Ripper Street, the latest crime drama from the BBC, is sort of the flip side of the coin to the company’s North American cable network BBC America’s current hit crime drama Copper. Both are elaborate costume dramas set in the Victorian era dealing with the issues of the poor and downtrodden of the day. One is set in America right after the Civil War (Copper), and one, Ripper Street, is set in the East End of London, 1889, just after the infamous Jack the Ripper serial killings. Whereas Copper is distinctly American, and just a tad grittier and grimier, Ripper Street is undoubtedly British, though similarities abound in many of the problems faced by the working class and poor, the procedures of the law enforcement of the day, and, of course, the similar period dress.
Ripper Street focuses on Insp. Edmund Reid (Matthew Macfadyen) of H Division, the precinct in the East End of London, Whitechapel District, tasked with patrolling the area. The inspector is still haunted by his inability to capture the gruesome serial killer Jack the Ripper, even as he has to negotiate his way through the rough crimes of the poorer sector of London. With the aid of his gruff sidekick Sgt. Bennet Drake (Jerome Flynn), and mysterious American surgeon and ex-Pinkerton detective Captain Homer (Adam Rothenberg), continues his search for the Ripper, while solving or stopping other cases, which over the course of the series include a serial murderer and rapist filming his misdeeds on a newfangled moving picture device, a Russian spy working as a double agent amongst union strikers trying to blow up London, and a gang leader using young boys as assassins.
The creators of this series have done well to craft a story that plays well as both an interesting crime procedural, thriller, and lavish costume drama. Each episode sucks you into its story with intense acting, a tight arc, and intriguing, colorful characters. This a world populated by prostitutes, rogues, dandies, and urchins. The stories all highlight the social issues of the day with subtlety, peppering them with just the right amount of action, intrigue, and suspense.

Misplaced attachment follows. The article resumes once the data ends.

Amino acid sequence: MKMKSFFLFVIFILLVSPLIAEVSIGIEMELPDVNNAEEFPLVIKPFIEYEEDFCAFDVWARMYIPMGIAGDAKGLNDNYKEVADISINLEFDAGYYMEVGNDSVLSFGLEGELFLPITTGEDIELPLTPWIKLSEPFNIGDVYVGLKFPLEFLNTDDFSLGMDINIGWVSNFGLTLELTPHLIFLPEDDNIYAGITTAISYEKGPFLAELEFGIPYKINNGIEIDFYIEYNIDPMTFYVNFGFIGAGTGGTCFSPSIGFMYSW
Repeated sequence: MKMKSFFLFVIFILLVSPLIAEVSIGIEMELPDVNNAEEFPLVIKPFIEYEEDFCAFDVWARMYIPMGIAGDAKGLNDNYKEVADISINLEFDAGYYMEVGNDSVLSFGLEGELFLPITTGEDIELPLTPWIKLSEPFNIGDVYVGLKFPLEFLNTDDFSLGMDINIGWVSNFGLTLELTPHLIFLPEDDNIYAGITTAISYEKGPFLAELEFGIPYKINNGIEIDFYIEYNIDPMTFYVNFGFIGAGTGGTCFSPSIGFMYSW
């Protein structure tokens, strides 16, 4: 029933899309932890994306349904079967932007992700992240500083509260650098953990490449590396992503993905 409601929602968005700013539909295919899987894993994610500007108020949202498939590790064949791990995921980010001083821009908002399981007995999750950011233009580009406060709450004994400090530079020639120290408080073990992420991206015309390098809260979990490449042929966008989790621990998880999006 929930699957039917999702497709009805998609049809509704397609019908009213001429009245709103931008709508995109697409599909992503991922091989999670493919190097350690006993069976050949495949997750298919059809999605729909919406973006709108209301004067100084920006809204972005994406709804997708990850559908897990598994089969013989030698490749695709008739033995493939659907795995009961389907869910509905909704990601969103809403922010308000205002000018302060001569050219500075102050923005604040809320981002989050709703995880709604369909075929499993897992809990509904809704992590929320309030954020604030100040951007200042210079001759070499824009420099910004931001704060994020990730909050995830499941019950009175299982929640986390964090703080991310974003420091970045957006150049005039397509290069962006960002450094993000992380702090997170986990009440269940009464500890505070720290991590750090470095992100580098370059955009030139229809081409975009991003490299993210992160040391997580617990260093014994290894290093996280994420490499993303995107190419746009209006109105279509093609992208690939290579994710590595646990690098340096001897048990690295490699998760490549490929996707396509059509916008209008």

Shot in high definition with the Arri Alexa, Ripper Street comes to Blu-ray in the States with an AVC/MPEG-4 1080p transfer from the BBC. There is a strong amount of detail and texture in close-ups and contrast seems sufficiently wide. An issue with video noise does arise in the dark scenes, but the noise comes across with a less than harsh, more film-like appearance, rather than something electronic.
The English stereo soundtrack is provided in a lossless DTS-HD Master Audio 2.0 (48kHz/24-bit) track. An expanded 5.1 track would have been greatly appreciated for such a series to help thrust us right into the streets of the Victorian era East End of London, but the stereo mix is well done, nevertheless. Dialogue is clear, the atmospherics are natural.
A few brief featurettes with interviews and behind-the-scenes footage accompany an hour-long documentary on the search for the real Jack the Ripper.
- Inside Looks (1.78:1; 1080i/60; 00:04:19)
- Character Profiles (1.78:1; 1080i/60; 00:01:42)
- London Calling (1.78:1; SD; 00:05:04)
- Jack the Ripper (1.78:1; 1080i/60; 00:50:04) – Modern forensic scientists investigate the case of Jack the Ripper using new DNA evidence.
The Definitive Word
Ripper Street is an all together brilliant series using one of the most infamous crime sprees in history as as the backdrop for a new crime drama that works on multiple levels. As with Copper, the BBC is on to something here with these new period crime procedurals, breathing a breath of fresh air into the genre.
Additional Screen Captures